I recently hosted a luncheon of executives to discuss our on-going efforts to bring more direct flights to San Jose international airport to better serve San Jose and Silicon Valley customers.
Two top executives of an airline were with us to discuss potential service. Both were smart, capable and articulate. The difference was vast, however, in terms of leadership style.
The first executive responded with all the reasons why it would not work for his airline to offer direct service into and out of San Jose international. His style is what I call “No, because.”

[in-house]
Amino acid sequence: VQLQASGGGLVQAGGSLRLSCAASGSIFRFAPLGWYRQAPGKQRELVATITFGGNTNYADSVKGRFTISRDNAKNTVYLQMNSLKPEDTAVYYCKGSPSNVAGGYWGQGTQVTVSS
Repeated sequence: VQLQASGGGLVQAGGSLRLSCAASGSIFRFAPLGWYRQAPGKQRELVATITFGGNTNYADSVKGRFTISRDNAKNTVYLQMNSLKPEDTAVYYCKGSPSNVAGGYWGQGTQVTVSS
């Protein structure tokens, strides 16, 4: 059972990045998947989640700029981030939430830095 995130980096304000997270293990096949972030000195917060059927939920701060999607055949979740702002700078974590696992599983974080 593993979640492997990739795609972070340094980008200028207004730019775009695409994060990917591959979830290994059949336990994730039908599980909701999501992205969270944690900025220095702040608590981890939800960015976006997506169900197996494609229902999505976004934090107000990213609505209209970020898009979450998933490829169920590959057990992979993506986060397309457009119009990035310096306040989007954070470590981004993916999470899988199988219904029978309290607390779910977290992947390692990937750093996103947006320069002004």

The second executive, while completely respectful to his colleague, responded with all the issues that would need to be addressed in order to make the direct service work for his airline to fly to San Jose. His style is what I call “Yes, if.”
At the Silicon Valley Leadership Group, I have the pleasure of working with 375 innovation economy CEOs. From scrappy startups to global leaders, the common denominator for every successful CEO is a “Yes, if” attitude. It is finding the win-win whenever possible – the art of the deal – getting to yes.
In your professional and your personal life, are you a “Yes, if” or a “No, because” kind of person? It is easy to say no – and sometimes it is the only response when common ground cannot be found. But it is more rewarding – more fulfilling – to at least work to explore the possibilities of “Yes, if.”